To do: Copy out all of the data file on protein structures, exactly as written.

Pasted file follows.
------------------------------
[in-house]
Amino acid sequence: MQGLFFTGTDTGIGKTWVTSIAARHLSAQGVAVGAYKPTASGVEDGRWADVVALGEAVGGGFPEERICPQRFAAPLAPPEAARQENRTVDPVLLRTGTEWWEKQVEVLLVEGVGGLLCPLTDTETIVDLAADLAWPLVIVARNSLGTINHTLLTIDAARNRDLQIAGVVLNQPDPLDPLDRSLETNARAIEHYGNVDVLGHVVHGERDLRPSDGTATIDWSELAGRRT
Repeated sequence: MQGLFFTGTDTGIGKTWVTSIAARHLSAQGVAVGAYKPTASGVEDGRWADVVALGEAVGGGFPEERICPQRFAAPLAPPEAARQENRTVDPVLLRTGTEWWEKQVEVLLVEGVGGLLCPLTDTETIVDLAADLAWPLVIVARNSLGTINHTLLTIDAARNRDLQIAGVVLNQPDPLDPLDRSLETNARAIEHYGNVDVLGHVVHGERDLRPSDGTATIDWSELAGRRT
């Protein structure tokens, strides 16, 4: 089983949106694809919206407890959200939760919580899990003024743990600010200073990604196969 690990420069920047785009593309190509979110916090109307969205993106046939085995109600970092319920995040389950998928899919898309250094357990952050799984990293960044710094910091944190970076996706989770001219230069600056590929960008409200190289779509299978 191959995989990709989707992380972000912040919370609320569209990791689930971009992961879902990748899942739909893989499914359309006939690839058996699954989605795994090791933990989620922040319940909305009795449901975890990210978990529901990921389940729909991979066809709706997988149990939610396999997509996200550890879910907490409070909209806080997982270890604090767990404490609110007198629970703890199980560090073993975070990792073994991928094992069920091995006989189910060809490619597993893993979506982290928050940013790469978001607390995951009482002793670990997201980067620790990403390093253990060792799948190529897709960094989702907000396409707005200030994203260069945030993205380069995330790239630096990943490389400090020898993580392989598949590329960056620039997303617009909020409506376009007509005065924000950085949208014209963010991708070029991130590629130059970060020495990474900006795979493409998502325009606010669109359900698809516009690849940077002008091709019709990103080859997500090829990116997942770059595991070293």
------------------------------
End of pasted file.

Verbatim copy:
[in-house]
Amino acid sequence: MQGLFFTGTDTGIGKTWVTSIAARHLSAQGVAVGAYKPTASGVEDGRWADVVALGEAVGGGFPEERICPQRFAAPLAPPEAARQENRTVDPVLLRTGTEWWEKQVEVLLVEGVGGLLCPLTDTETIVDLAADLAWPLVIVARNSLGTINHTLLTIDAARNRDLQIAGVVLNQPDPLDPLDRSLETNARAIEHYGNVDVLGHVVHGERDLRPSDGTATIDWSELAGRRT
Repeated sequence: MQGLFFTGTDTGIGKTWVTSIAARHLSAQGVAVGAYKPTASGVEDGRWADVVALGEAVGGGFPEERICPQRFAAPLAPPEAARQENRTVDPVLLRTGTEWWEKQVEVLLVEGVGGLLCPLTDTETIVDLAADLAWPLVIVARNSLGTINHTLLTIDAARNRDLQIAGVVLNQPDPLDPLDRSLETNARAIEHYGNVDVLGHVVHGERDLRPSDGTATIDWSELAGRRT
């Protein structure tokens, strides 16, 4: 089983949106694809919206407890959200939760919580899990003024743990600010200073990604196969 690990420069920047785009593309190509979110916090109307969205993106046939085995109600970092319920995040389950998928899919898309250094357990952050799984990293960044710094910091944190970076996706989770001219230069600056590929960008409200190289779509299978 191959995989990709989707992380972000912040919370609320569209990791689930971009992961879902990748899942739909893989499914359309006939690839058996699954989605795994090791933990989620922040319940909305009795449901975890990210978990529901990921389940729909991979066809709706997988149990939610396999997509996200550890879910907490409070909209806080997982270890604090767990404490609110007198629970703890199980560090073993975070990792073994991928094992069920091995006989189910060809490619597993893993979506982290928050940013790469978001607390995951009482002793670990997201980067620790990403390093253990060792799948190529897709960094989702907000396409707005200030994203260069945030993205380069995330790239630096990943490389400090020898993580392989598949590329960056620039997303617009909020409506376009007509005065924000950085949208014209963010991708070029991130590629130059970060020495990474900006795979493409998502325009606010669109359900698809516009690849940077002008091709019709990103080859997500090829990116997942770059595991070293």